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|Structural Research Series 618|
|Title:||A Numerical Investigation of Loading Rate Effects on Pre-Cracked Charpy V-Notch Specimens|
|Author(s):||Koppenhoefer, K.C.; Dodds, Robert H., Jr.|
|Abstract:||Specimen size and loading rate effects on the fracture of ferritic steels remain key issues for the application of pre-cracked Charpy specimens. This investigation employs nonlinear finite element analyses to assess the effects of specimen size and loading rate on cleavage fracture and ductile crack growth in these specimens. To examine loading rate effects on cleavage fracture, plane strain and 3-D' finite element analyses assess crackfront stress triaxiality in quasi-static and impact-loaded CVN specimens. Plane strain analyses utilize J-Q trajectories and the Toughness Scaling Methodology to quantify loading rate effects on near-tip constraint. Crack front conditions in the 3-D analyses are characterized in terms of the Weibull stress which reflects the statistical effects on cleavage fracture. The 3-D computations indicate a less strict size/deformation limit than plane strain analyses to maintain small-scale yielding conditions at fracture under quasi-static and impact loading conditions. For impact analyses which violate these size/deformation limits, a modified toughness scaling methodology based on the Weibull stress is described to remove the effects of constraint loss. This new scaling model also enables prediction of the distribution of quasi-static fracture toughness values from a measured distribution of impact toughness values (and vice versa). This procedure is applied to experimental data obtained from a CrNi- Mo-V pressure vessel steel and accurately predicts quasi-static fracture toughness values in 1 T-SE(B) specimens from impact-loaded, pre-cracked CVN specimens.To quantify the effects of loading rate on ductile crack growth in CVN specimens, plane strain, finite element analyses are used to model ductile crack extension in specimens subjected to quasi-static and impact loading. The Gurson-Tvergaard dilatant plasticity model for voided materials describes the degradation of material stress capacity. Fixed-size, computational cell elements defined over a thin layer along the crack plane provide an explicit length scale for the continuum damage process. Parametric studies focusing on numerically generated R-curves quantify the relative influence of impact velocity, material strain rate sensitivity, and properties of the computational cells (thickness and initial cell porosity). In all cases, impact loading elevates significantly the R-curve by increasing the amount of background plasticity. Validation of the computational cell approach to predict loading rate effects on R-curves is accomplished by comparison to quasi-static and impact experimental sets of R-curves for three different steels.|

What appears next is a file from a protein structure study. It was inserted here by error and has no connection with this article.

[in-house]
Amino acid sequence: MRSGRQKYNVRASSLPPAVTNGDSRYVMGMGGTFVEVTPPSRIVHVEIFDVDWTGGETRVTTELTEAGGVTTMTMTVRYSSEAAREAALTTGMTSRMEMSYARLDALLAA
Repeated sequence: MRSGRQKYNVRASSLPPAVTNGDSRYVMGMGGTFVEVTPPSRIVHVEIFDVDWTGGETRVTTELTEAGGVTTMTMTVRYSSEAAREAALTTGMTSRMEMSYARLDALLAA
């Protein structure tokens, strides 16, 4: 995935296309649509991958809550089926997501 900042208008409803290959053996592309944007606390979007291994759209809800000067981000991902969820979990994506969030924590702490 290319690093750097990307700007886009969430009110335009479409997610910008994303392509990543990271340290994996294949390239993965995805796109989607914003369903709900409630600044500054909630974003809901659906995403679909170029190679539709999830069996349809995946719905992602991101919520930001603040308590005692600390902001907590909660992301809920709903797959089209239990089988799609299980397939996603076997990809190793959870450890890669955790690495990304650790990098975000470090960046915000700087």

|Publisher:||University of Illinois Engineering Experiment Station. College of Engineering. University of Illinois at Urbana-Champaign.|
|Series/Report:||Civil Engineering Studies SRS-618|
|Sponsor:||U.S. Nuclear Regulatory Commission. Office of Nuclear Regulatory Research. Division of Engineering.
Carderock Division, Naval Surface Warfare Center.
NASA-AMES Research Center
Contract No. N00167-92-K-0038
|Date Available in IDEALS:||2009-11-16|
|Identifier in Online Catalog:||4072114|